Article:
• seven-day-weekend
    • By seven-day-weekend 5th Aug 14, 6:48 AM
    • 34,021 Posts
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    seven-day-weekend
    • #3
    • 5th Aug 14, 6:48 AM
    • #3
    • 5th Aug 14, 6:48 AM
    My husband would be lost without his shed . The way the bungalow is configured there actually isn't room for a sensible extension as the bedroom goes all along the back. We did think we could convert the garage but then there would be no storage.

    We wouldn't make any money on the downsize, the price is about the same as we would get for our house.

    Thanks for your advice, I really appreciate it, as it gives ideas
    Member #10 of 2 savers club
    Imagine someone holding forth on biology whose only knowledge of the subject is the Book of British Birds, and you have a rough idea of what it feels like to read Richard Dawkins on theology: Terry Eagleton
    • zygurat789
    • By zygurat789 5th Aug 14, 9:08 AM
    • 4,229 Posts
    • 1,993 Thanks
    zygurat789
    • #4
    • 5th Aug 14, 9:08 AM
    • #4
    • 5th Aug 14, 9:08 AM
    Everyone says you should do it while you can rather than wait until you are too old/ill/frail and in principal I agree with this.

    We have a mid-terrace Victorian house so not a huge amount to downsize from. But we decided to look anyway.

    We wanted a bungalow on a bus route and near shops in a decent area. So we had a look round and came up with this:

    http://www.rightmove.co.uk/property-for-sale/property-41561581.html

    It is near a bus stop, near shops and other amenities and even has a local railway station just up the road (the railway runs along the back of the property but that does not bother us as it is only a local line). It has a garage (which we've never had before) and a small garden. We had a look through the windows (the property is empty) and could see that it needs a bit of work doing but we don't mind that.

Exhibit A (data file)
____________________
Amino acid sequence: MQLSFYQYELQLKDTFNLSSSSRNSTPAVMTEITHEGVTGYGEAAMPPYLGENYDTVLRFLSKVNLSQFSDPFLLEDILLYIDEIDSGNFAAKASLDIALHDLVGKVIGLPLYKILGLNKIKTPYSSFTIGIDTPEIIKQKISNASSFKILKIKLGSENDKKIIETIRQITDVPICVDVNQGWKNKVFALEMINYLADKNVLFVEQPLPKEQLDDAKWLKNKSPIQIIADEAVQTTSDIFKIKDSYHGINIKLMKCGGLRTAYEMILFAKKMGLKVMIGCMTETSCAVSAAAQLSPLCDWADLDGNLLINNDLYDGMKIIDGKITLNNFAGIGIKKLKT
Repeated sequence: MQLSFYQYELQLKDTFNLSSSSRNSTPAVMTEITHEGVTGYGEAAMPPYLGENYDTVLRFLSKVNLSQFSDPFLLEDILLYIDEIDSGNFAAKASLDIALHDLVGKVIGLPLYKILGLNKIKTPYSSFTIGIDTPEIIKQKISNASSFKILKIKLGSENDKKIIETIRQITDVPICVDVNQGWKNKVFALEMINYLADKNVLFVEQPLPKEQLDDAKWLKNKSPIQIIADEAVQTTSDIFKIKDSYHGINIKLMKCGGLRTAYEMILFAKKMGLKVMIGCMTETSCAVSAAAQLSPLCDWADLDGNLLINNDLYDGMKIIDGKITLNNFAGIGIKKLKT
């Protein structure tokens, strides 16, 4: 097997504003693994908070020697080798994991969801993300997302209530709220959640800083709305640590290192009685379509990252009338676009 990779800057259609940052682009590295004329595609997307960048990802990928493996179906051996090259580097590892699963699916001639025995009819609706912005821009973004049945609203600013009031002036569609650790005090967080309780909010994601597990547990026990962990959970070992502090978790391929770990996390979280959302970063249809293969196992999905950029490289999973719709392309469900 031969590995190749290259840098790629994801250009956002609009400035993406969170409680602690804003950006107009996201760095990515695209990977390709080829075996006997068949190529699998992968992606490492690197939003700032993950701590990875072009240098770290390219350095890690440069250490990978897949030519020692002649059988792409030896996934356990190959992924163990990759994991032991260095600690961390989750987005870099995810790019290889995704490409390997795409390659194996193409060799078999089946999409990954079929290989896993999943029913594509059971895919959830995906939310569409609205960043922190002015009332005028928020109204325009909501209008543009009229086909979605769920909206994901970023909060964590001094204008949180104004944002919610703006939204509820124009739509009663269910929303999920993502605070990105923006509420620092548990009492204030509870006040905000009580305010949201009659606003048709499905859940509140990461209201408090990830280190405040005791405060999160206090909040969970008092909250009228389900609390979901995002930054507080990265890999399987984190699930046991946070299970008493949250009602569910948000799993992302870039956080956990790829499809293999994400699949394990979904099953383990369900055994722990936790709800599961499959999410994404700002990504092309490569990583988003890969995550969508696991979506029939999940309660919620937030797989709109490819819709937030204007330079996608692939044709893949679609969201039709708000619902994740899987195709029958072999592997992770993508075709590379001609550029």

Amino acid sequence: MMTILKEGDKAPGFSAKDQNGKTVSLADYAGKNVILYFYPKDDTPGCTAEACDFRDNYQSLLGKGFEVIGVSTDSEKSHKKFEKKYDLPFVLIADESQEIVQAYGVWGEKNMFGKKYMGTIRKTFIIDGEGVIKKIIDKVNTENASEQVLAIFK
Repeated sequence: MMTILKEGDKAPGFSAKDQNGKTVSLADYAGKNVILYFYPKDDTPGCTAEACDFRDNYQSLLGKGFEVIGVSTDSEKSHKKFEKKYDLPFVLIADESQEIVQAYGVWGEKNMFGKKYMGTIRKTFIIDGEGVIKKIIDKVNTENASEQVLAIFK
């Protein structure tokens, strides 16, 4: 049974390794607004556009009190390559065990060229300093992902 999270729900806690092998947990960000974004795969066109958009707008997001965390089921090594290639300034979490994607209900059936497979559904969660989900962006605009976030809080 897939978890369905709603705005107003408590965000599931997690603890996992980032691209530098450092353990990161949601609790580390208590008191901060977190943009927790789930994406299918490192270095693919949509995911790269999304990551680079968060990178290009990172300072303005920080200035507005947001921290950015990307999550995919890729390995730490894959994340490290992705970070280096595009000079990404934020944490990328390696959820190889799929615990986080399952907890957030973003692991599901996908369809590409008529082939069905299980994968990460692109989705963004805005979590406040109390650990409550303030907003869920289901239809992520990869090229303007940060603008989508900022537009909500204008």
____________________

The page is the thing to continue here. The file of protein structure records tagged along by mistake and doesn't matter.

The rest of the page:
It looks just what we want.

    However..... we came back home and looked at our nice house with wildlife garden and pond and thought how could we possibly move from that into a small bungalow? We would lose a dining room, one bedroom and a large dry cellar which is used for storage and the garden is much smaller. We could just see ourselves being crammed into this little place and feeling caged up and hating it. But the point of downsizing is to have a smaller house and garden, right??

    The downsides to our house are - no garage, the street outside is like a linear car park on both sides and my husband is increasingly worried about the area declining, as more houses become buy-to-lets and more eastern European immigrants arrive (the area has always been multicultural, but the latest arrivals do seem to be very intrusive and not attempting to fit in).

    At the moment we have decided to stay put and in fact are spending a few grand on a summerhouse for the top of our long garden.

    But I'm wondering whether this is the right decision? Absolute dilemma. It's a head and heart situation.

    Discussion welcomed.

    (We are fit and healthy mid-60s. My husband does have arthritis in his knees, although this usually does not bother him too much).
    Originally posted by seven-day-weekend